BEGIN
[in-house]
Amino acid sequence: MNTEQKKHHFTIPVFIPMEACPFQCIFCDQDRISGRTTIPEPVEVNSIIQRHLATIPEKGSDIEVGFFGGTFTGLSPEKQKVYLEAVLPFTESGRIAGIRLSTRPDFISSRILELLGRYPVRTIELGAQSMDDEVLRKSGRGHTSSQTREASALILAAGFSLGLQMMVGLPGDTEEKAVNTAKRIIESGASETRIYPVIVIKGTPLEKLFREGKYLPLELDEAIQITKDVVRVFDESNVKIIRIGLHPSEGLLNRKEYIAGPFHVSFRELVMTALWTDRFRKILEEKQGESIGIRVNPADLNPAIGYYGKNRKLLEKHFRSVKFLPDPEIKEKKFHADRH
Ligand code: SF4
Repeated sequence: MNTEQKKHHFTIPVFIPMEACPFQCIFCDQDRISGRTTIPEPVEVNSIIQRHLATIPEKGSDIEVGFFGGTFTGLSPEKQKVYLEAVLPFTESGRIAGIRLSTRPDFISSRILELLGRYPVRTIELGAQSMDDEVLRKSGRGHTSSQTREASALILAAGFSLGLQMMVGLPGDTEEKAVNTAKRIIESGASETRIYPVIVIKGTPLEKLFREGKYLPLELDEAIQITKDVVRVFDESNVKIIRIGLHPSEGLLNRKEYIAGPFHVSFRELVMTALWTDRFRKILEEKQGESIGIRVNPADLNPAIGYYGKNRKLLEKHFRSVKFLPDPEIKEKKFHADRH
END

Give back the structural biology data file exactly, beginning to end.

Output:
[in-house]
Amino acid sequence: MNTEQKKHHFTIPVFIPMEACPFQCIFCDQDRISGRTTIPEPVEVNSIIQRHLATIPEKGSDIEVGFFGGTFTGLSPEKQKVYLEAVLPFTESGRIAGIRLSTRPDFISSRILELLGRYPVRTIELGAQSMDDEVLRKSGRGHTSSQTREASALILAAGFSLGLQMMVGLPGDTEEKAVNTAKRIIESGASETRIYPVIVIKGTPLEKLFREGKYLPLELDEAIQITKDVVRVFDESNVKIIRIGLHPSEGLLNRKEYIAGPFHVSFRELVMTALWTDRFRKILEEKQGESIGIRVNPADLNPAIGYYGKNRKLLEKHFRSVKFLPDPEIKEKKFHADRH
Ligand code: SF4
Repeated sequence: MNTEQKKHHFTIPVFIPMEACPFQCIFCDQDRISGRTTIPEPVEVNSIIQRHLATIPEKGSDIEVGFFGGTFTGLSPEKQKVYLEAVLPFTESGRIAGIRLSTRPDFISSRILELLGRYPVRTIELGAQSMDDEVLRKSGRGHTSSQTREASALILAAGFSLGLQMMVGLPGDTEEKAVNTAKRIIESGASETRIYPVIVIKGTPLEKLFREGKYLPLELDEAIQITKDVVRVFDESNVKIIRIGLHPSEGLLNRKEYIAGPFHVSFRELVMTALWTDRFRKILEEKQGESIGIRVNPADLNPAIGYYGKNRKLLEKHFRSVKFLPDPEIKEKKFHADRH